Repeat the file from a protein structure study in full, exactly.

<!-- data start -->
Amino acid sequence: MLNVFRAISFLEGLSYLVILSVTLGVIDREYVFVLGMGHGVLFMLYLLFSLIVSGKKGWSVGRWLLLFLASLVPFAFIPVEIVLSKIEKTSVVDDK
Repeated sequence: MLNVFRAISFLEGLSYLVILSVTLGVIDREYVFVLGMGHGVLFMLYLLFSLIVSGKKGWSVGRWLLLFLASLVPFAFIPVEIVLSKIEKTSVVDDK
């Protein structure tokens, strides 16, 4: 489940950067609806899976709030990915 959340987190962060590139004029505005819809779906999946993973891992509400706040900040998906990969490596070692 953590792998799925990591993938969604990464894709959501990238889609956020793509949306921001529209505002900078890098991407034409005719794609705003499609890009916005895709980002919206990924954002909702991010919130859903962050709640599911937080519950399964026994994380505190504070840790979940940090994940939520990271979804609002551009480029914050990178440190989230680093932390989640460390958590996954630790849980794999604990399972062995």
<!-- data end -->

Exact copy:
Amino acid sequence: MLNVFRAISFLEGLSYLVILSVTLGVIDREYVFVLGMGHGVLFMLYLLFSLIVSGKKGWSVGRWLLLFLASLVPFAFIPVEIVLSKIEKTSVVDDK
Repeated sequence: MLNVFRAISFLEGLSYLVILSVTLGVIDREYVFVLGMGHGVLFMLYLLFSLIVSGKKGWSVGRWLLLFLASLVPFAFIPVEIVLSKIEKTSVVDDK
């Protein structure tokens, strides 16, 4: 489940950067609806899976709030990915 959340987190962060590139004029505005819809779906999946993973891992509400706040900040998906990969490596070692 953590792998799925990591993938969604990464894709959501990238889609956020793509949306921001529209505002900078890098991407034409005719794609705003499609890009916005895709980002919206990924954002909702991010919130859903962050709640599911937080519950399964026994994380505190504070840790979940940090994940939520990271979804609002551009480029914050990178440190989230680093932390989640460390958590996954630790849980794999604990399972062995």